The twists and turns of life for Ottawa-area musician Anne Lewis
Via: Ottawa Citizen
Published on: January 25, 2018
Back in the recording studio after more than 20 years, singer-songwriter Anne Lewis has defied the odds to record a fine new album, Expressions. In addition to living with Stargardt disease, a hereditary retinal disorder that left her legally blind, the retired public servant has survived two bouts with cancer. It took years to regain the lustrous tone of her singing voice, Lynn Saxberg found out while speaking to Lewis about her journey.
Q: It’s been a couple of decades since you recorded a CD. Why now?
A: I’m going to be 60 this year. I just felt that if I didn’t do this now, I may never do it. I went through a period of time not being able to sing, and now I can sing so I thought ‘Do it now.’
Q: Where did the songs come from?
A: One is from my first record in ’93, and one is from subsequent record in ’95, and the rest are all songs that I wrote last year. I was going through many different twists and turns of my life, and wrote these songs about all of the people and events that were touching my life last year.
Q: It’s jazzier than your previous recordings. How come?
A: I’ve been singing around town, primarily jazz classics and a lot of the jazz standards, for the last four years. And I’ve developed such a passion for them. So I wondered if I could do a jazz album, but not relinquish my very diverse style, my contemporary pop, my easy listening, all of those things.
Q: What was your first step in making it happen?
A: I contacted Mark Ferguson. He’s the go-to fellow for arrangements and is an amazing talent. I said to him: ‘I would love you to infuse my sound with that jazz genre without losing my me.’ I think my album really is a blending of different styles. I’m joined by some fantastic musicians, including Mike Rud on guitar, John Geggie on double bass and Jeff Asselin on drums.
Q: You mentioned the twists and turns of last year. Was it a particularly eventful year?
A: No. It was a joyful year, but maybe I just had more time. I’d been thinking about wanting to do this project for a number of years. When I retired from the federal government in 2013, I knew that I wanted to return to singing. I was preparing my voice to do that. And started singing again around town, and then somewhere along the line, I just thought, ‘I’d like to do an album.’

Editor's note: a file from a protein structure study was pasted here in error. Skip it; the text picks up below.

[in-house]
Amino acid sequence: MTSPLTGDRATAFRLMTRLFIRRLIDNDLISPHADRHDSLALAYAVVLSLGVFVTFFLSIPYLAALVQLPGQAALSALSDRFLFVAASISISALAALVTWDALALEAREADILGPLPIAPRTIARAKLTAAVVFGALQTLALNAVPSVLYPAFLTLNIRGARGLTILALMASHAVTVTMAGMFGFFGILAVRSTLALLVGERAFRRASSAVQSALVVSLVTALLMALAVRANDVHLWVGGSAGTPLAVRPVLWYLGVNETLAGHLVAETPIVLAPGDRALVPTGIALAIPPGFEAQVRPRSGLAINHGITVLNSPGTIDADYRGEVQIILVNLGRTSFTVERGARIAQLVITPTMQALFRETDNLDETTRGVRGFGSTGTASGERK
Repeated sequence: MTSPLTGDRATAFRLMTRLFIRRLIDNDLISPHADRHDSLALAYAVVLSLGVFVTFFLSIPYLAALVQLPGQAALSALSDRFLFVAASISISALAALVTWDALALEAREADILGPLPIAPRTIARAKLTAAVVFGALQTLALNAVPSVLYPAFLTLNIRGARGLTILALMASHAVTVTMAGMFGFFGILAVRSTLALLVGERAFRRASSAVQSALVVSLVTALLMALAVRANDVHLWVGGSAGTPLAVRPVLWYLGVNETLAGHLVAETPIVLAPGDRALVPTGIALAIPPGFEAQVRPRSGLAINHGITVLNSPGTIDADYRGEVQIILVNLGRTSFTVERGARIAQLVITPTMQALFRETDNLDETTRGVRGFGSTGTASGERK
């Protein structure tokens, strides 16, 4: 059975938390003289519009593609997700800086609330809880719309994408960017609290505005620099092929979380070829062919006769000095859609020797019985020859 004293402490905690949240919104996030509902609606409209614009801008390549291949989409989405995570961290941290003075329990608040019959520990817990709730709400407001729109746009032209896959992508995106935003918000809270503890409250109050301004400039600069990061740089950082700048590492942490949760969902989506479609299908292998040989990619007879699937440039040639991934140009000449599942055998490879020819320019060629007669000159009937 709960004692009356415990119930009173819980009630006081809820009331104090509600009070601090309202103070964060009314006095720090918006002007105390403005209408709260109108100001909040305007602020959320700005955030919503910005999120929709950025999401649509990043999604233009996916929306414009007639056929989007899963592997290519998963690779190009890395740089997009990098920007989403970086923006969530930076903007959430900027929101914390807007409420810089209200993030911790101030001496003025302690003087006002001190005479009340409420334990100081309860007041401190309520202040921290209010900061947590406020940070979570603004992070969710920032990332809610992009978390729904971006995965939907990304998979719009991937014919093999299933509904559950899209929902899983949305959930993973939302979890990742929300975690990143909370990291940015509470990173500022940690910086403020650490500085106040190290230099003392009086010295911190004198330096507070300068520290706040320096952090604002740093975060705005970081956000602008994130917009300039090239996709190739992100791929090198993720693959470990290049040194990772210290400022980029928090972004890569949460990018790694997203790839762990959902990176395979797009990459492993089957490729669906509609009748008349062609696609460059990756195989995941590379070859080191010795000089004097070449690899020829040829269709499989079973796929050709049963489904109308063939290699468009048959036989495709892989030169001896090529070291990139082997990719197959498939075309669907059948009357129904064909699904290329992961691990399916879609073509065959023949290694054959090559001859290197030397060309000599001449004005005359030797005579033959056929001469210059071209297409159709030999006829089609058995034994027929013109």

Q: What did you have to do to prepare your voice?
A: I couldn’t sing for many, many years. I had a couple of different cancers in the same year, and one of the cancers compromised my vocal cords. So I couldn’t sing and I worked with a speech pathologist to help me bring it back, and it took a long time to regain it. And then when it did start to come back, there was the whole other self-confidence side of it. It was a big challenge. Not a bit of a challenge, a big challenge.
Q: How long did it take?
A: Certainly 10 years, but it felt like more than that. I was diagnosed with both cancers in 2004, and I returned to singing in 2014. I had a stage 3 melanoma in August 2004, and then a thyroid cancer in December of that year so it was a tough year. But I’m back and I feel like my voice is better than ever. It’s like running a marathon. If you don’t train, if you don’t use your legs everyday, you can’t run. Same thing with singing. I have to sing every day, and I love it.
Q: It must have been devastating for you to lose the ability to sing.
A: It was. I sold my piano, and I couldn’t even go to a concert because it just killed me. It was really a difficult time in my life. So I just dug myself into work in the government, and carried on. Then my son and daughter-in-law approached me about singing at their wedding in 2008. Initially, I said I couldn’t. And then I thought maybe I could squeak something out. It would be a safe environment. So I did and it really helped boost my self-confidence. I worked even harder at bringing my voice back and regaining my full range so that was pivotal, for sure.
Q: Are you a grandmother now?
A: Yes, I have two beautiful granddaughters and one of the songs on the album, A Song for Abby, is written for Abby, my granddaughter, and I’ve written another one for Kate, but I didn’t put that one on the album. Abby is seven, Kate is five, and they’re coming to the NAC on Saturday. It’s so exciting for them. They’re allowed to stay up late for the concert.
Q: There’s a lot of love on the CD.
A: There is, because there’s a lot of love in my life. There’s a song for my mom. She’s in her sixth year of an Alzheimer diagnosis. Because of You is for my wonderful husband. We’ve been together now 23 years. There’s a a song for my girlfriend who’s been going through an unraveling of her relationship. And then About Me, it is about me. I think, last year, I was going through some sort of self-examination. I did a reach back into my life, and wrote that song about me.
Q: What about Unkind?
A: Unkind was triggered by a difficult experience that I had. I’m partially sighted, and I found myself in a situation needing to cross a street where there were no crosswalks or lights. I asked a man to help me and he said no, so I wrote that song about that.
Q: Is this record the start of a comeback?
A: No. I’m thinking about festivals, but I want to really be honest. I think at 60, it isn’t about a comeback. It’s just about the joy of being able to do this, and to listen to my songs, and hopefully have others enjoy them as well. I did this for me.
Q: How’s your health these days?
A: It’s great. I’m cancer-free, and fit and just living my life every day. I’m enjoying my grandchildren, and the lake, and just playing. I have a piano here and I’m pounding away every day.
Anne Lewis Quintet
When: Saturday, Jan. 27, 7:30 p.m.
Where: Fourth Stage, National Arts Centre
Tickets: $29.50, plus surcharges, available at NAC box office and ticketmaster.ca
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